5 Simple Differences Between JavaScript and Python

Photo by David Clode on Unsplash

I have begun the exciting journey of learning my first language post-bootcamp: Python! A senior engineer friend of mine once described learning new coding languages as “more like learning a new accent rather than an entire language” and so far I completely agree. There are more similarities then differences: variables work the same, there are the same data types (strings, integers, booleans, floats, etc.), string interpolation works the same…the list goes on and on. Once you understand the basic foundation of one language, the next one comes to you much more quickly and easily.

However, there are always going to be differences, especially in syntax. After spending a lot of time with JavaScript, here are my 5 main takeaways of things I have found that are different between JS and Python so far:

1. Print instead of console.log

Need to print something to the console? No more console.logs; simply type the command print() with whatever you wanted printed inside the parentheses.

print("Hello World") # Hello World

P.S. Want to comment out code in Python? Simply use the pound/hash sign (#), just like with Ruby.

2. Using Different Quotations in Strings is Crucial

Using quotes inside a string? Make sure to use different quotations (for example, single quotes and double quotes) so the computer can properly understand what needs to be printed.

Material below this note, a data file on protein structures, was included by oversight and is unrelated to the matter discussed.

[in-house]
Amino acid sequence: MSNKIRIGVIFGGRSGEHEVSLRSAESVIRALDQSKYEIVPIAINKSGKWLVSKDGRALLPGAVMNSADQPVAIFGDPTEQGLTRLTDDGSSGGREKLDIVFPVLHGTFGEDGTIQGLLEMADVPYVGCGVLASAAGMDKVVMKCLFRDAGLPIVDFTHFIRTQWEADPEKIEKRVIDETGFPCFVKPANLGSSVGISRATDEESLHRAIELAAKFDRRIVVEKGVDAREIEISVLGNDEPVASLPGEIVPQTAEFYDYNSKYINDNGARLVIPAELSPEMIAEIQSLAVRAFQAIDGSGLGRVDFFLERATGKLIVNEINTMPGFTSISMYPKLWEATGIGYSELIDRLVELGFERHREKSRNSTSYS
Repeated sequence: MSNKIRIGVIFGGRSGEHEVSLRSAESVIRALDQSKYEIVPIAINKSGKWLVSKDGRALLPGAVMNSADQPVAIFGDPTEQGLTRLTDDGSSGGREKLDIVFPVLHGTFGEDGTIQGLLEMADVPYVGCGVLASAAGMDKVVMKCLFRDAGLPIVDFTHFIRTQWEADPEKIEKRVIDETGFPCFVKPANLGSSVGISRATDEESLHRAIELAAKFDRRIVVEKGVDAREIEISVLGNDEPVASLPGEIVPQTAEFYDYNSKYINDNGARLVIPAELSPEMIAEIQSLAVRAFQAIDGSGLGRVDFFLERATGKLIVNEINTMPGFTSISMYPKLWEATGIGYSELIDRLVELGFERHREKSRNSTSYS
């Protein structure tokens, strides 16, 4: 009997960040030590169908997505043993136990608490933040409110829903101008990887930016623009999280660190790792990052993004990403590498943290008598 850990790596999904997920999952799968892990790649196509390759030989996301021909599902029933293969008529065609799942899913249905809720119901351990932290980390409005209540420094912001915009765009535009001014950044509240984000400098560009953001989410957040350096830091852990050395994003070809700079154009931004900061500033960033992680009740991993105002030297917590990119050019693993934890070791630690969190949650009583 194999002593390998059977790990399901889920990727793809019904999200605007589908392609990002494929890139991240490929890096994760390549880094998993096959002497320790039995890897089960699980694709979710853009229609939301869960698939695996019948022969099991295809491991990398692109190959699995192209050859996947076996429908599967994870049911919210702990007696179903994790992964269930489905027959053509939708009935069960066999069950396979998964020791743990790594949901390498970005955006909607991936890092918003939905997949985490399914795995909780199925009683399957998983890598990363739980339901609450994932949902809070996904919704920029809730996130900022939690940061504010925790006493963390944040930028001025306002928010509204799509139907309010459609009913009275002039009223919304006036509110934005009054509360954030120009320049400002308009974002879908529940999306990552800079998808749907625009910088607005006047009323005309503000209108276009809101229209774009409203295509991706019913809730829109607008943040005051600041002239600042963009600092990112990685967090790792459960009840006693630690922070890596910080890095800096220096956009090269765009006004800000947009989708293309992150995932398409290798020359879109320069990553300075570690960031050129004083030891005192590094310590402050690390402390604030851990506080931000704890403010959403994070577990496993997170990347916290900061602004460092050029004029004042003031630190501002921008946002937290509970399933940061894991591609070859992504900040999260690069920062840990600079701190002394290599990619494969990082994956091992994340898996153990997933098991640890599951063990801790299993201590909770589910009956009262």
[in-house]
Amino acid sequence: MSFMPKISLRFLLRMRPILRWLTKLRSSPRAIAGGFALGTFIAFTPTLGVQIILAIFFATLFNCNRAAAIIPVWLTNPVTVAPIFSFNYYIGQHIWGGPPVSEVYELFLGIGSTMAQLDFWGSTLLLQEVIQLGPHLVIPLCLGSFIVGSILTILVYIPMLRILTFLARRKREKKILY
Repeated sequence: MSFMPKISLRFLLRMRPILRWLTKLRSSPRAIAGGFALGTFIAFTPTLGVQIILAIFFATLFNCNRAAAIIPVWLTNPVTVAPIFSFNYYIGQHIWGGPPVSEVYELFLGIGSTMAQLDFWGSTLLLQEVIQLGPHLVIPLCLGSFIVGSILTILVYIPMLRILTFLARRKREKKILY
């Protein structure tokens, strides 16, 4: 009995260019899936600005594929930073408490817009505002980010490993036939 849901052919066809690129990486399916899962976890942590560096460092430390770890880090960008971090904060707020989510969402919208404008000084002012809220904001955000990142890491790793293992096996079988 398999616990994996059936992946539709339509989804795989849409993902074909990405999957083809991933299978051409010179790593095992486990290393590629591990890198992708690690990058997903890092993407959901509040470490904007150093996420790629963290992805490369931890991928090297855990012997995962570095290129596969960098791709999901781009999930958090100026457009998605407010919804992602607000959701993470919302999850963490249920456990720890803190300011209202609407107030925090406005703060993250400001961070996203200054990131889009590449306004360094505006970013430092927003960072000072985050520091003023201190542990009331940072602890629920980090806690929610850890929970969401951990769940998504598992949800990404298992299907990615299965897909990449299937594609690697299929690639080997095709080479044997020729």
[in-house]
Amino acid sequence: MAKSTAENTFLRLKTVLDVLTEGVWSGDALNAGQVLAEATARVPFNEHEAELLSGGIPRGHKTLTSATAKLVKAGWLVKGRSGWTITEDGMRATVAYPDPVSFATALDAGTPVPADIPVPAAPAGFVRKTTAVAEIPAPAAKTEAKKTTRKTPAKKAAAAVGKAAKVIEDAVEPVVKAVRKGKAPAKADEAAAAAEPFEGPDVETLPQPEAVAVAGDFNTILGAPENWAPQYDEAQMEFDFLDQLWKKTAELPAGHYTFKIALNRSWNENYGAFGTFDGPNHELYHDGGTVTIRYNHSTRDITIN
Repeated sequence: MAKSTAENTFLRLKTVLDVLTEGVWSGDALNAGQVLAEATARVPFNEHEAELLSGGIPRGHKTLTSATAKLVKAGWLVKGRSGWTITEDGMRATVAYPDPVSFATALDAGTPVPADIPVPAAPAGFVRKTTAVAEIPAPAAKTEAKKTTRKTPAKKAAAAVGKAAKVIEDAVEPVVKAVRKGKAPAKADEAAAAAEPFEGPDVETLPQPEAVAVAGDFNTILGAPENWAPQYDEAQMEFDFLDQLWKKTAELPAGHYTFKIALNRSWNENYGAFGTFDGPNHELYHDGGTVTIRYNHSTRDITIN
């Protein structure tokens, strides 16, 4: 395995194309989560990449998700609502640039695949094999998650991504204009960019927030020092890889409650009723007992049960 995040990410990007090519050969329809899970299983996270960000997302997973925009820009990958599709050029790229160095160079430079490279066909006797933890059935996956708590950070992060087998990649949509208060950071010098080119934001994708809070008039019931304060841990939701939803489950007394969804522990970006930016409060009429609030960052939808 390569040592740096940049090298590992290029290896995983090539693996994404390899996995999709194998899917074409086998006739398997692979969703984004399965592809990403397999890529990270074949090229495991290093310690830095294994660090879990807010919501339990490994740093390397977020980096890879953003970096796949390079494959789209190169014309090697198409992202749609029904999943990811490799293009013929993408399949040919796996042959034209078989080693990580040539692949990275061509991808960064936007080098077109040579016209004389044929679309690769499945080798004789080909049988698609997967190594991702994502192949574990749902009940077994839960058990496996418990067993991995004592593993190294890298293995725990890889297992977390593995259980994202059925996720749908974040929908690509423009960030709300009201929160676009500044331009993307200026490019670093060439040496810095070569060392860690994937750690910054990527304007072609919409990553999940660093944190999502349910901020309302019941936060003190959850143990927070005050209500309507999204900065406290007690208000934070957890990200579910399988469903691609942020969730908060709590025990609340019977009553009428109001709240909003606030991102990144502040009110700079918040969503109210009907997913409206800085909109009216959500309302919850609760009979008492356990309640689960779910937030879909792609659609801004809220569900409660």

print("Strings in Python are similar to strings in JavaScript, in that they are wrapped in quotation marks like so: 'Hello World'") # Strings in Python are similar to strings in JavaScript, in that they are wrapped in quotation marks like so: 'Hello World'

3. Use Underscores for Large Integers

If you have a very large integer that you would usually separate with commas, you can use underscores for better readability. Simply place them wherever you would normally place commas, like so:

large_int = 123_456_789
another_large_int = 1_000_000

large_int is the same as writing 123,456,789. another_large_int is the same as writing 1,000,000. The computer ignores the underscores, but it is extremely helpful for human eyes when trying to read large numbers.

4. Booleans begin with capitals.

This one felt a little bizarre to me at first, because booleans in both Ruby and JavaScript are all lowercase. In Python, the first letter is capitalized:

true_boolean = True
false_boolean = False

5. Division always returns a float.

When performing division in Python, you use the same symbol as JavaScript (/). However, with Python, division will always return a float rather than a plain integer.

print(10 / 5)   # 2.0

Characteristics like this are the reason why Python is a great choice when building applications that require a lot of math.

These are my main takeaways from learning just a couple of different Python methods and being introduced to Python data types. I have been really enjoying learning Python through Dr. Angela Yu’s Python course on Udemy, which you can check out here. As always, the Python documentation is also a great place to dig deeper. Happy coding!

Blaire is a musical theatre performer who also moonlights as a full-stack software engineer. https://www.linkedin.com/in/blaire-baker